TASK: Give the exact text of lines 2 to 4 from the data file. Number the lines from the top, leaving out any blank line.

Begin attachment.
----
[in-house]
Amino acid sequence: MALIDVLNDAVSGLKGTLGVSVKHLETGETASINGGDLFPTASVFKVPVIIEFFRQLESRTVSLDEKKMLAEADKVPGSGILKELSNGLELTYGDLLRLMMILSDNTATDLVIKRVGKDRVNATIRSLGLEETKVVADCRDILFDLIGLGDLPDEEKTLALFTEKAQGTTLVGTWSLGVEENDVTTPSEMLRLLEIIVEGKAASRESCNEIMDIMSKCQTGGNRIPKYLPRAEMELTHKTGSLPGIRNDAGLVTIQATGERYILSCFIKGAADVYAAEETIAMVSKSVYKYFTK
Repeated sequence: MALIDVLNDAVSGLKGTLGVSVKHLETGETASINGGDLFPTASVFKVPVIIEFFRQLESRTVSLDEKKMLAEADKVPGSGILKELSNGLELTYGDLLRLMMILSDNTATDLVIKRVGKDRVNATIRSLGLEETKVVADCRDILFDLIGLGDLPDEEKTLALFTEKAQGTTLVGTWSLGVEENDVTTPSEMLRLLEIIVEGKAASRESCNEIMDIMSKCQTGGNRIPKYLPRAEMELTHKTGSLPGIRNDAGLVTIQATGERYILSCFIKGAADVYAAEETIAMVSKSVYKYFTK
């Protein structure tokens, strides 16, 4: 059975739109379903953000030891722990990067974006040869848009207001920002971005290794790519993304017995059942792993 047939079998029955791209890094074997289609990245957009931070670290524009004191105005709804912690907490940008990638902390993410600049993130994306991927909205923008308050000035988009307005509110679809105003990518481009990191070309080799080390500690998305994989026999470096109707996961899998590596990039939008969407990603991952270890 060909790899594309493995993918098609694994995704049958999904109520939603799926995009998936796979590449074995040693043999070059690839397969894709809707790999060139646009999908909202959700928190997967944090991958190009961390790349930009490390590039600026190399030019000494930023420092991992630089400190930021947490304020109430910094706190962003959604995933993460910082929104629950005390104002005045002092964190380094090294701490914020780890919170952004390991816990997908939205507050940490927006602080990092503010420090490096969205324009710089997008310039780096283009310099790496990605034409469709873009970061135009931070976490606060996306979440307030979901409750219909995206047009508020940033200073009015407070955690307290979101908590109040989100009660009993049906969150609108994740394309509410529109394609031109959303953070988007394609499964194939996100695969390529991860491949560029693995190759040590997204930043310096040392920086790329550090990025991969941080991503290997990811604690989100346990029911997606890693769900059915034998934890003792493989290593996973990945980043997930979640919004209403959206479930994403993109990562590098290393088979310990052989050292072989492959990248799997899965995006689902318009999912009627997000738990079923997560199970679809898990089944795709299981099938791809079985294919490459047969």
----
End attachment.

Amino acid sequence: MALIDVLNDAVSGLKGTLGVSVKHLETGETASINGGDLFPTASVFKVPVIIEFFRQLESRTVSLDEKKMLAEADKVPGSGILKELSNGLELTYGDLLRLMMILSDNTATDLVIKRVGKDRVNATIRSLGLEETKVVADCRDILFDLIGLGDLPDEEKTLALFTEKAQGTTLVGTWSLGVEENDVTTPSEMLRLLEIIVEGKAASRESCNEIMDIMSKCQTGGNRIPKYLPRAEMELTHKTGSLPGIRNDAGLVTIQATGERYILSCFIKGAADVYAAEETIAMVSKSVYKYFTK
Repeated sequence: MALIDVLNDAVSGLKGTLGVSVKHLETGETASINGGDLFPTASVFKVPVIIEFFRQLESRTVSLDEKKMLAEADKVPGSGILKELSNGLELTYGDLLRLMMILSDNTATDLVIKRVGKDRVNATIRSLGLEETKVVADCRDILFDLIGLGDLPDEEKTLALFTEKAQGTTLVGTWSLGVEENDVTTPSEMLRLLEIIVEGKAASRESCNEIMDIMSKCQTGGNRIPKYLPRAEMELTHKTGSLPGIRNDAGLVTIQATGERYILSCFIKGAADVYAAEETIAMVSKSVYKYFTK
């Protein structure tokens, strides 16, 4: 059975739109379903953000030891722990990067974006040869848009207001920002971005290794790519993304017995059942792993 047939079998029955791209890094074997289609990245957009931070670290524009004191105005709804912690907490940008990638902390993410600049993130994306991927909205923008308050000035988009307005509110679809105003990518481009990191070309080799080390500690998305994989026999470096109707996961899998590596990039939008969407990603991952270890 060909790899594309493995993918098609694994995704049958999904109520939603799926995009998936796979590449074995040693043999070059690839397969894709809707790999060139646009999908909202959700928190997967944090991958190009961390790349930009490390590039600026190399030019000494930023420092991992630089400190930021947490304020109430910094706190962003959604995933993460910082929104629950005390104002005045002092964190380094090294701490914020780890919170952004390991816990997908939205507050940490927006602080990092503010420090490096969205324009710089997008310039780096283009310099790496990605034409469709873009970061135009931070976490606060996306979440307030979901409750219909995206047009508020940033200073009015407070955690307290979101908590109040989100009660009993049906969150609108994740394309509410529109394609031109959303953070988007394609499964194939996100695969390529991860491949560029693995190759040590997204930043310096040392920086790329550090990025991969941080991503290997990811604690989100346990029911997606890693769900059915034998934890003792493989290593996973990945980043997930979640919004209403959206479930994403993109990562590098290393088979310990052989050292072989492959990248799997899965995006689902318009999912009627997000738990079923997560199970679809898990089944795709299981099938791809079985294919490459047969």